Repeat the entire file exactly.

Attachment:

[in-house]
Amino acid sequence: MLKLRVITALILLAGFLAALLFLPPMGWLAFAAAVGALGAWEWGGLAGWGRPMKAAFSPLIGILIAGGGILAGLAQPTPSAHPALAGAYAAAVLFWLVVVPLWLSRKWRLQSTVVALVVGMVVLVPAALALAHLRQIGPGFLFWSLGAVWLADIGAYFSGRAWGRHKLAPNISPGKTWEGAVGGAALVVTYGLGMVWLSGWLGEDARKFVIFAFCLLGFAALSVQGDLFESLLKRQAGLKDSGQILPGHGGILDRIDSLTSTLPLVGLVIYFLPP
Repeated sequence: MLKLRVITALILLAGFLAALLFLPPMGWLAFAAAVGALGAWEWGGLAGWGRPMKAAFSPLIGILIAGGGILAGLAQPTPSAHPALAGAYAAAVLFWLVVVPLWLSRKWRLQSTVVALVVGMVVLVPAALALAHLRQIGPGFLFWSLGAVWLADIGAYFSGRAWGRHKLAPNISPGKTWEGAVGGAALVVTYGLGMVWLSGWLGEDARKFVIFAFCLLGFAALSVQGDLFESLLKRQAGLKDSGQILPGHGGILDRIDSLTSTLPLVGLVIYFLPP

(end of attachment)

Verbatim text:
[in-house]
Amino acid sequence: MLKLRVITALILLAGFLAALLFLPPMGWLAFAAAVGALGAWEWGGLAGWGRPMKAAFSPLIGILIAGGGILAGLAQPTPSAHPALAGAYAAAVLFWLVVVPLWLSRKWRLQSTVVALVVGMVVLVPAALALAHLRQIGPGFLFWSLGAVWLADIGAYFSGRAWGRHKLAPNISPGKTWEGAVGGAALVVTYGLGMVWLSGWLGEDARKFVIFAFCLLGFAALSVQGDLFESLLKRQAGLKDSGQILPGHGGILDRIDSLTSTLPLVGLVIYFLPP
Repeated sequence: MLKLRVITALILLAGFLAALLFLPPMGWLAFAAAVGALGAWEWGGLAGWGRPMKAAFSPLIGILIAGGGILAGLAQPTPSAHPALAGAYAAAVLFWLVVVPLWLSRKWRLQSTVVALVVGMVVLVPAALALAHLRQIGPGFLFWSLGAVWLADIGAYFSGRAWGRHKLAPNISPGKTWEGAVGGAALVVTYGLGMVWLSGWLGEDARKFVIFAFCLLGFAALSVQGDLFESLLKRQAGLKDSGQILPGHGGILDRIDSLTSTLPLVGLVIYFLPP